N Korean judoka dedicates gold medal to Jong Un

N Korean judoka dedicates gold medal to Jong Un

LONDON - The Associated Press
N Korean judoka dedicates gold medal to Jong Un

Judoka An Kum Ae dedicates her gold medal to North Korean leader Kim Jong Un after winning in London. AP photo

North Korea earned its first gold medal of the London Olympics on the judo mat on July 29. Japan is still waiting for its first of the games in a sport it invented.

An Kum Ae of North Korea won the women’s 52-kilogram division by beating Acosta Bermoy of Cuba in a final that went into overtime. An won in the final minutes with a decisive throw that landed Bermoy on her back.

“By winning the gold medal, I think I gave some happiness to our leader Kim Jong Un, so I believe this is meaningful,” she said.

A short time later, Georgia’s Lasha Shavdatuashvili took gold in the men’s 66-kilo category, beating Hungarian Miklos Ungvari in the final with a yuko.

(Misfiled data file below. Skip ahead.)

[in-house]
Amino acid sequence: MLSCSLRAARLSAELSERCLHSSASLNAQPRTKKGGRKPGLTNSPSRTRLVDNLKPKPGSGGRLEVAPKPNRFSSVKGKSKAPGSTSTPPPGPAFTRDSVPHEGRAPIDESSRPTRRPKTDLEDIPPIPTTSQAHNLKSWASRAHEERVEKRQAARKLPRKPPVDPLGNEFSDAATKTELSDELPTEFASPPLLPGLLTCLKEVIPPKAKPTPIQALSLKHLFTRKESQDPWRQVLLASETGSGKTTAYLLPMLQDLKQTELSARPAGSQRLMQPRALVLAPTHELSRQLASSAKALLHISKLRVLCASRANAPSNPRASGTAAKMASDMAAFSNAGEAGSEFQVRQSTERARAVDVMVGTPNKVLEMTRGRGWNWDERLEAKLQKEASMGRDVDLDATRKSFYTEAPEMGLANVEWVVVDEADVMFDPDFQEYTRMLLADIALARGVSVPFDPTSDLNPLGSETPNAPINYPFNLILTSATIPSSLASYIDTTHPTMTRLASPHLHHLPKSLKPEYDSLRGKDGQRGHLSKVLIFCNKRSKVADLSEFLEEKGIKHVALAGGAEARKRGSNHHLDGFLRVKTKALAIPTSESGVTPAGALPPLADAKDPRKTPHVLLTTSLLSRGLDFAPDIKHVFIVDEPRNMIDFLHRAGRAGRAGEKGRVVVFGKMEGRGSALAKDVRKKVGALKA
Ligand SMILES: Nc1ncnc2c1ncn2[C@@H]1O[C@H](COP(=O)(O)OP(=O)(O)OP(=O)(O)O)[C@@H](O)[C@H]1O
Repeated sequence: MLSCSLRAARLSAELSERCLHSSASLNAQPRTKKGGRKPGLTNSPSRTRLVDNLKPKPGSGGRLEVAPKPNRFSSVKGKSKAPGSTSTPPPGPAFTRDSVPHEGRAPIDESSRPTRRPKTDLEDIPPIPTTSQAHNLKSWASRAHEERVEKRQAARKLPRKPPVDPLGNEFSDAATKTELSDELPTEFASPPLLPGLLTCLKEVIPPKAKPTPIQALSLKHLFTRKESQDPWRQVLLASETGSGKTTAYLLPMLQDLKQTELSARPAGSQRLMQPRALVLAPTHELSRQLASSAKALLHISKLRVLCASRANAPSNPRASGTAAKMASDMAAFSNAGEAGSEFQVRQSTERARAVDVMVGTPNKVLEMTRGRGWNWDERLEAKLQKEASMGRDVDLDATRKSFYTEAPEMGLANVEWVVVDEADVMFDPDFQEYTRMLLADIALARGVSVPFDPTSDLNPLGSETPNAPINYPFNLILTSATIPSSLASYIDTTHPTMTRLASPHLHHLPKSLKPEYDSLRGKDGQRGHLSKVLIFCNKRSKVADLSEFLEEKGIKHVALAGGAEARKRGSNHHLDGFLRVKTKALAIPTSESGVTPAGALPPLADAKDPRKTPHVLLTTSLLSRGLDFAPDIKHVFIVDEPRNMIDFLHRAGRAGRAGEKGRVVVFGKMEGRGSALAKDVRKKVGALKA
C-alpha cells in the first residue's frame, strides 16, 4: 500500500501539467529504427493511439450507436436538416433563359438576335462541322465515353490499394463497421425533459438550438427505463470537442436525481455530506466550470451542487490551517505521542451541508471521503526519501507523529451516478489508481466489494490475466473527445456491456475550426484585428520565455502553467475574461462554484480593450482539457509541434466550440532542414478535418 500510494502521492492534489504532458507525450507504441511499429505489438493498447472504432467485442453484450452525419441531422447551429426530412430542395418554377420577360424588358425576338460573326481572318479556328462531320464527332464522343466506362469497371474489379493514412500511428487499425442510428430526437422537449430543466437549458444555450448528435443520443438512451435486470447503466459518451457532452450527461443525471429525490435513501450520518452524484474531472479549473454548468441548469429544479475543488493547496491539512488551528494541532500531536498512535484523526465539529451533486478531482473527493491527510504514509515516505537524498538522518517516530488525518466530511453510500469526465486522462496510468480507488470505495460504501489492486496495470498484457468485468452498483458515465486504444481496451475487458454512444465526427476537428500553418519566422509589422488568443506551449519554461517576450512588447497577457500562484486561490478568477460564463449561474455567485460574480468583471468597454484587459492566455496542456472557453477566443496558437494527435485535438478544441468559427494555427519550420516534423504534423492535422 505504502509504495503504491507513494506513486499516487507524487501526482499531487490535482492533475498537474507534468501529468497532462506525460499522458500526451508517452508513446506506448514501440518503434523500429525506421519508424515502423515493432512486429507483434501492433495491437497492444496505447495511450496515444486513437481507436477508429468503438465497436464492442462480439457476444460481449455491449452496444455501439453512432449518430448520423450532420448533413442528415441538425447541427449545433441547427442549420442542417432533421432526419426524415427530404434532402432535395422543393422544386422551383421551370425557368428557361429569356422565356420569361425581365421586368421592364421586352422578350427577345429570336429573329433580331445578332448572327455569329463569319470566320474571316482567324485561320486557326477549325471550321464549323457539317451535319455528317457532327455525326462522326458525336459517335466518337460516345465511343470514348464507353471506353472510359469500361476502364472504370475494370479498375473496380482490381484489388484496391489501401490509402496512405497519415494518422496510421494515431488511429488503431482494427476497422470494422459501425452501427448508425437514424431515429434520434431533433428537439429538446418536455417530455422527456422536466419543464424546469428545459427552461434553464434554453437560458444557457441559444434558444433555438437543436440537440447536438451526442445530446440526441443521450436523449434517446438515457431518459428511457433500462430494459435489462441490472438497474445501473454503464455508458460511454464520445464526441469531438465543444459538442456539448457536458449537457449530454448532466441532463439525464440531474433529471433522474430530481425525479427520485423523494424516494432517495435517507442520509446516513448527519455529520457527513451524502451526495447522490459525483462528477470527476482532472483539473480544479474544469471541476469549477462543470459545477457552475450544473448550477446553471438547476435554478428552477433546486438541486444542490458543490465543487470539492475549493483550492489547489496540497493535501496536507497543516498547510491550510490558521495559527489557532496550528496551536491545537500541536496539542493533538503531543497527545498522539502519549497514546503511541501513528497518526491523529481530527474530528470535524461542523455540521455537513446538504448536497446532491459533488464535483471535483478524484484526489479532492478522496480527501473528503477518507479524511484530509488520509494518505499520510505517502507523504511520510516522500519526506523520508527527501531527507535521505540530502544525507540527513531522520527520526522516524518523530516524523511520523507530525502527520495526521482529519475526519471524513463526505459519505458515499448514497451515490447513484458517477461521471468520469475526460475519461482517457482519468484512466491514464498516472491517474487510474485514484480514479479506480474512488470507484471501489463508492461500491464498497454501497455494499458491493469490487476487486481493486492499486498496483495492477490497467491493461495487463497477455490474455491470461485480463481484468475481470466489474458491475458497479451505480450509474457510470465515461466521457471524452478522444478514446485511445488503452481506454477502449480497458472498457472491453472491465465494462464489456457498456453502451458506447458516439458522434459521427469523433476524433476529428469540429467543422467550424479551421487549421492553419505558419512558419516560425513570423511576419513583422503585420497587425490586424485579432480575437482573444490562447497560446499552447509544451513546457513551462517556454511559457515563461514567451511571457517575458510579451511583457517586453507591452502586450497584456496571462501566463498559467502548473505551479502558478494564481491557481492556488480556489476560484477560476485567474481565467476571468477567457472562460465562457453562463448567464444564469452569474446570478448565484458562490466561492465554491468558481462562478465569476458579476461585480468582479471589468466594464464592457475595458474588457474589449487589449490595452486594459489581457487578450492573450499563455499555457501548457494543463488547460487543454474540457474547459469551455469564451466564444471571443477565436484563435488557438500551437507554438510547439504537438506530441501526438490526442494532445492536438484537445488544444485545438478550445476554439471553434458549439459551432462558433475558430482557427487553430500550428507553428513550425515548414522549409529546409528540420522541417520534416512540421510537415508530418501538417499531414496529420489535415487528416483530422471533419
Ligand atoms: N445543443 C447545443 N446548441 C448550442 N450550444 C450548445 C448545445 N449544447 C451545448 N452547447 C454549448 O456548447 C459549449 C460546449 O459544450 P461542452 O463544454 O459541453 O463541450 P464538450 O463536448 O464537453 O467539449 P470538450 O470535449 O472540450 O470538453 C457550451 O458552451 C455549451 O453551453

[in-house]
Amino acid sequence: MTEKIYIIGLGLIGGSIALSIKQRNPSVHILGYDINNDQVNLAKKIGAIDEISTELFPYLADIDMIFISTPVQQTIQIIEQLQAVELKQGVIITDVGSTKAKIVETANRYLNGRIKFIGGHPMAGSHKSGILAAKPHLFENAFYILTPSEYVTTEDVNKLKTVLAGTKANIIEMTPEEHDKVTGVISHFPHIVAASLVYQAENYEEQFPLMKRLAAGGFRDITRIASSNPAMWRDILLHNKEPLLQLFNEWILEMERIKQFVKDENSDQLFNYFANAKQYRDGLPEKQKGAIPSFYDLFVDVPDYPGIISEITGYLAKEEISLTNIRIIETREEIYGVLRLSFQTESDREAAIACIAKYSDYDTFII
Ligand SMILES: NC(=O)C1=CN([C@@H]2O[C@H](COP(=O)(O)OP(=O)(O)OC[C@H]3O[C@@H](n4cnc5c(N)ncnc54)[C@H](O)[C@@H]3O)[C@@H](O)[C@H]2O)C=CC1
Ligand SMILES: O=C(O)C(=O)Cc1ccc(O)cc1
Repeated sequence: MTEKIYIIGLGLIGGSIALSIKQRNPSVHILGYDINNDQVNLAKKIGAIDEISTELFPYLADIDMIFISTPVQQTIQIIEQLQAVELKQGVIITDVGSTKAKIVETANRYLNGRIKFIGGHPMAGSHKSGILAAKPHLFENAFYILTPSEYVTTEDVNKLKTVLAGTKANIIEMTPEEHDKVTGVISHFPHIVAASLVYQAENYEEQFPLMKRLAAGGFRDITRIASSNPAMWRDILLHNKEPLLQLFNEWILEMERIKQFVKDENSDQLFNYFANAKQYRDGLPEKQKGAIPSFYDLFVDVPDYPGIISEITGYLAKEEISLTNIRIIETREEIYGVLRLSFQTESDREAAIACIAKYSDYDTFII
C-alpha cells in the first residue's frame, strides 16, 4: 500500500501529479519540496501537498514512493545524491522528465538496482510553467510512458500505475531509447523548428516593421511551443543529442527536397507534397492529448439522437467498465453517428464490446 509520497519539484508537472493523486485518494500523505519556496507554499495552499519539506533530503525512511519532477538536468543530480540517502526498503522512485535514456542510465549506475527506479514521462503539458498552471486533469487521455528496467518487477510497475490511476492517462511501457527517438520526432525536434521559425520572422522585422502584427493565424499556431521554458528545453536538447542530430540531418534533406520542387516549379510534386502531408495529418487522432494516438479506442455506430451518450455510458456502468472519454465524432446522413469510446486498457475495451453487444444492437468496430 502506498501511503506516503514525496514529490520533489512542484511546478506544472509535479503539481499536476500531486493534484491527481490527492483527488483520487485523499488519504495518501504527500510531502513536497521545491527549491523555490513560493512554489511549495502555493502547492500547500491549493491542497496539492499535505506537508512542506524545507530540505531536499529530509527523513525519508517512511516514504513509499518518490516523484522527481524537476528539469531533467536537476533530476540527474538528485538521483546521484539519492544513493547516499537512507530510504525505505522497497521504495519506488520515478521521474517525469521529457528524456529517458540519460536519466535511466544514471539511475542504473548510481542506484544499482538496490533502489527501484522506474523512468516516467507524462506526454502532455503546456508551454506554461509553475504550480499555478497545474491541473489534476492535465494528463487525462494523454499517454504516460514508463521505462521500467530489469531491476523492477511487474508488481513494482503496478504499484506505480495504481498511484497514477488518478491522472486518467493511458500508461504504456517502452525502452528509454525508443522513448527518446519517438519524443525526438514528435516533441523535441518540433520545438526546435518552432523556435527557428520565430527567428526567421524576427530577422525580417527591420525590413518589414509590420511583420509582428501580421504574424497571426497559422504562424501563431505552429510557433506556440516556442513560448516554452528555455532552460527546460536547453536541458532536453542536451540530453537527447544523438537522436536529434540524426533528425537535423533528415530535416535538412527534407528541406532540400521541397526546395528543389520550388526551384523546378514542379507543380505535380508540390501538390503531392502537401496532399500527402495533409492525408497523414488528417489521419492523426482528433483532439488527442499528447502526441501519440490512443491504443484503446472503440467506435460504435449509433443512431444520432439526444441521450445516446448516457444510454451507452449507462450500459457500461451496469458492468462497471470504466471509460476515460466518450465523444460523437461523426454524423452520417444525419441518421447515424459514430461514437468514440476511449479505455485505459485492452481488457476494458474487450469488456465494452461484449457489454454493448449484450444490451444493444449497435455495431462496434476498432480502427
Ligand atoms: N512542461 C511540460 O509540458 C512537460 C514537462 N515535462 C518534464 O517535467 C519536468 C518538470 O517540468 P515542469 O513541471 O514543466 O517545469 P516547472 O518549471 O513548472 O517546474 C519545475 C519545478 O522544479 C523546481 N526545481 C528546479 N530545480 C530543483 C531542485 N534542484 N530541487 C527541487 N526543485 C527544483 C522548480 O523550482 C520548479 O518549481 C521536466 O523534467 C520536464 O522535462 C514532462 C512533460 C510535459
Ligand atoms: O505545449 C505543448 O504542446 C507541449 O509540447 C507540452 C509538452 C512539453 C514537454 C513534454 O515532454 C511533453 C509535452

An, who took silver in Beijing in 2008, defeated favorite Masato Nakamura of Japan in her second fight of the day, which helped extend the Japanese gold medal drought for a second day.

‘Full of regret’

Nakamura said she was “full of regret” but said An was simply too strong. The bronze medals were won by Italy’s Rosalba Forciniti and France’s Priscilla Gneto.

In the men’s final, Shavdatuashvili was frequently on the defensive, almost leaping to avoid the lunging attacks of Hungarian Miklos Ungvari. He often resorted to twisting footwork to get out of Ungvari’s attempts to grip his uniform and managed to score a yuko to get the win.

Shavdatuashvili said he hadn’t even imagined being at the Olympics a few months ago, as he only recently switched from training as a junior to a senior.

“Since I was young, I have dreamed of going to the Olympics,” he said. “I’m very happy to have a medal today.”

The top-seeded Musa Mogushkov lost to Azerbaijani Tarlan Karimov in his first fight.

The men’s bronze medals were won by Masashi Ebinuma of Japan and Cho Jun-ho of South Korea.

During a quarterfinal match between the two, the referee and corner judges ruled Cho had won. But after loud boos and jeering from the crowd, a judging panel overturned the decision and made Ebinuma the winner.

Ebinuma later said he thought he had lost the fight.

“There was support from the spectators and I think that allowed me to get the medal,” he said, adding he felt a bit bad for Cho.